Tech is the Best Way

Amazon and Shoppers Stop: Will this Blending Work?

The pioneer of the one-stop departmental store concept in India back in 1991, Shoppers Stop started small in Mumbai’s Andheri, initially selling only men’s wear, before slowly expanding to women’s and children’s. By the time it listed on the stock exchanges in 2005, it was cool, premium and aspirational, even though it had just 16 stores across India.

But in just five years it would descend into a tailspin of falling profits due to high-interest costs on its debt and sales not keeping up. By 2017 it reported a loss of nearly Rs 20 crore ($2.8 million). This would cascade into accumulated debt of over Rs 550 crore ($75.6 million) by the time Amazon decided to swoop in as a knight in shining armour.

Online retailers have realised that they can’t grow beyond a point and that’s why they are buying stakes in physical retailers

Govind Shrikhande, former managing director of Shoppers Stop.

“Over the years, I think it’s lost its experience,” says the head of omni-channel operations of a large retail company, who did not want to be named. “Until and unless, you are a local loyalist, you don’t go to these stores. At least the cool people don’t.”

But why would Amazon, the infinitely-patient, cash-spewing, take-no-prisoners giant want to invest in an Indian apparel and fashion chain struggling to regain its mojo? What possibly could the company that beat all its established competitors in the world’s most competitive and innovative apparel market, America, want with a middling chain in India?

The answer to that starts with sour grapes and thwarted ambitions.

Thrice bitten, fourth-time shy

Amazon has done a tremendous job of scaling up in India in just five years, running neck-and-neck with Flipkart (now owned by Walmart). But there is one area where it struggles and lags woefully—fashion apparel. After years of dogged effort, Amazon’s market share in fashion is estimated to be just about a third of Flipkart’s.

Although, it has had pretty bad luck with acquisition attempts, probably the result of a corporate culture that prefers to build and overrun, than buy.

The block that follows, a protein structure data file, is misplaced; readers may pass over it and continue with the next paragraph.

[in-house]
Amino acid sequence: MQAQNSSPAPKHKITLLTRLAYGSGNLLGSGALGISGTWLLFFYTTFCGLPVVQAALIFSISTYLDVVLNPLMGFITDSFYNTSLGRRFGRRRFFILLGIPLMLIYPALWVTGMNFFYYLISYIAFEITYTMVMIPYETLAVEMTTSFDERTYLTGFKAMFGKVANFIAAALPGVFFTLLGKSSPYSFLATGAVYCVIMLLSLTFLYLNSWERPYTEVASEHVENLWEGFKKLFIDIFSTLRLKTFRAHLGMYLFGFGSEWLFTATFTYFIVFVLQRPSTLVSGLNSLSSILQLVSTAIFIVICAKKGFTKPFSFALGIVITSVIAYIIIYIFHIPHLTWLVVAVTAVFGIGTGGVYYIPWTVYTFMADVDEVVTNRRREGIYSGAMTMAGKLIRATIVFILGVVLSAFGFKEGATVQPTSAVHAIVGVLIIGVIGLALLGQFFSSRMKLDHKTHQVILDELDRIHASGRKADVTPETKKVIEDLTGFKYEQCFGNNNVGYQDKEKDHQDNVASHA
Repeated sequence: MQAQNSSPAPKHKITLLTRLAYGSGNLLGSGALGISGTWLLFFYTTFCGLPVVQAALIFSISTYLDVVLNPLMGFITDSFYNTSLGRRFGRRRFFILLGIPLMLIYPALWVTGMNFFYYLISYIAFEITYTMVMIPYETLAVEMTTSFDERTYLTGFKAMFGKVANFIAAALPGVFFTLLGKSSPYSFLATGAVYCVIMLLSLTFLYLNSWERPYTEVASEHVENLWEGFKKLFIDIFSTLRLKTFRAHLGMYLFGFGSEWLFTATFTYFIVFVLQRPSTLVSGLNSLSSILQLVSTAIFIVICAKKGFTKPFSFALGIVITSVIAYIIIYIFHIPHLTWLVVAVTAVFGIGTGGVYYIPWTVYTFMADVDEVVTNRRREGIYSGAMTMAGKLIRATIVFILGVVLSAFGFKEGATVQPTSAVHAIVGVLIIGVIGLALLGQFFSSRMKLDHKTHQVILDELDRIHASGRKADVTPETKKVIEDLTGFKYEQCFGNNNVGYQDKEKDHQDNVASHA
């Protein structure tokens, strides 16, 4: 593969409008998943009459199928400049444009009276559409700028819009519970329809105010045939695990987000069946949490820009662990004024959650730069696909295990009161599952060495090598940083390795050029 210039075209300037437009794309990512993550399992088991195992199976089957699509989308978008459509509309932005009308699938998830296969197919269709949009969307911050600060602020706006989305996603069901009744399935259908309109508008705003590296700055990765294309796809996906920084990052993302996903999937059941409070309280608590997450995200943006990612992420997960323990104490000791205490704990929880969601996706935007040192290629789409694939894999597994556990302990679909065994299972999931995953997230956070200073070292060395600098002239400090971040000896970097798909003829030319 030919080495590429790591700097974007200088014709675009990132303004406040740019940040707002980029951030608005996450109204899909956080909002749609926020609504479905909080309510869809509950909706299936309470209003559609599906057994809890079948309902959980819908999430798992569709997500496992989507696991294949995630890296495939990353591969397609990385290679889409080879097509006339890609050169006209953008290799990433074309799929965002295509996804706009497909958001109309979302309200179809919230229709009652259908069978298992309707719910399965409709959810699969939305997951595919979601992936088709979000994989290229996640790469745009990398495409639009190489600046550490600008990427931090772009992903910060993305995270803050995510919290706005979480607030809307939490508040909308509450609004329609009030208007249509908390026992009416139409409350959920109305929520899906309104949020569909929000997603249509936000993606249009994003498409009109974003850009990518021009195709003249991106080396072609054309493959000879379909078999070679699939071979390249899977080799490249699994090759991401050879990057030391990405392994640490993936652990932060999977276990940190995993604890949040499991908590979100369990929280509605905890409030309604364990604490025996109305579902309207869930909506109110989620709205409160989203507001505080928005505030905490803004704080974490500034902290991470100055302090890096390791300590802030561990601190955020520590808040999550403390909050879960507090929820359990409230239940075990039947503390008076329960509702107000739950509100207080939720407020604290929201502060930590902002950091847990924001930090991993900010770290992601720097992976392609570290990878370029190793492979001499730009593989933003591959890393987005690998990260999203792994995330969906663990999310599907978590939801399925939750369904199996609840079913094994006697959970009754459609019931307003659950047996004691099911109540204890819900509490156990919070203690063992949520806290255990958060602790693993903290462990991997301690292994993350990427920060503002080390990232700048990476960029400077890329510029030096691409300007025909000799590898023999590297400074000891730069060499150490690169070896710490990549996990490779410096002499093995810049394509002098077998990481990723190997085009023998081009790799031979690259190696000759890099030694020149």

It tried to buy a stake in online grocery company Big Basket earlier this year, only to lose out to Chinese internet and e-commerce company Alibaba in February. Then, in April, it tried to buy Flipkart, but by May, arch American nemesis Walmart made a quick move and snatched Flipkart from under Amazon’s nose in a whopping $16 billion deal.

Shoppers Stop is barely Amazon’s first try at fashion. In 2014, it attempted to buy Jabong, only for Flipkart’s subsidiary Myntra to scoop it up.

As a result, Amazon doesn’t have the kind of deep partnerships Flipkart enjoys with fashion brands thanks to Myntra and Jabong, says Vikram Bhat, who served as the vice-president of product management at Myntra. Bhat also previously worked as the chief product officer at Aditya Birla Online Fashion. Amazon has been working over the last few years to tie-up with brands exclusively, expand its own fashion team by hiring stylists from other companies.

Meanwhile, Flipkart claims it has hit an annualized “revenue run rate” of close to $2 billion and a 70% share of the online fashion market, including subsidiaries Myntra and Jabong. (Amazon continues to claim it’s ahead of the Myntra-Flipkart pack in fashion, on a standalone basis, in terms of “units sold, gross merchandise sales and customer share”.)

So, perhaps, even though Amazon may have saved Shoppers Stop, the latter could really help save face for Amazon. Using Shoppers Stop’s knowledge base, Amazon wants to get to know the Indian fashion shopper better. Because, to conquer India’s retail market, Amazon will have to conquer fashion retail, too.

Despite all its investments, innovation and efforts, Amazon continues to face a pesky problem. Bargain hunters. “People who shop at Amazon are discount and value seekers, who do not have any brand loyalty at all,” says another former Aditya Birla Online Fashion official, who requested not to be named. “That’s the only set of people who are right now coming to Amazon at mass.”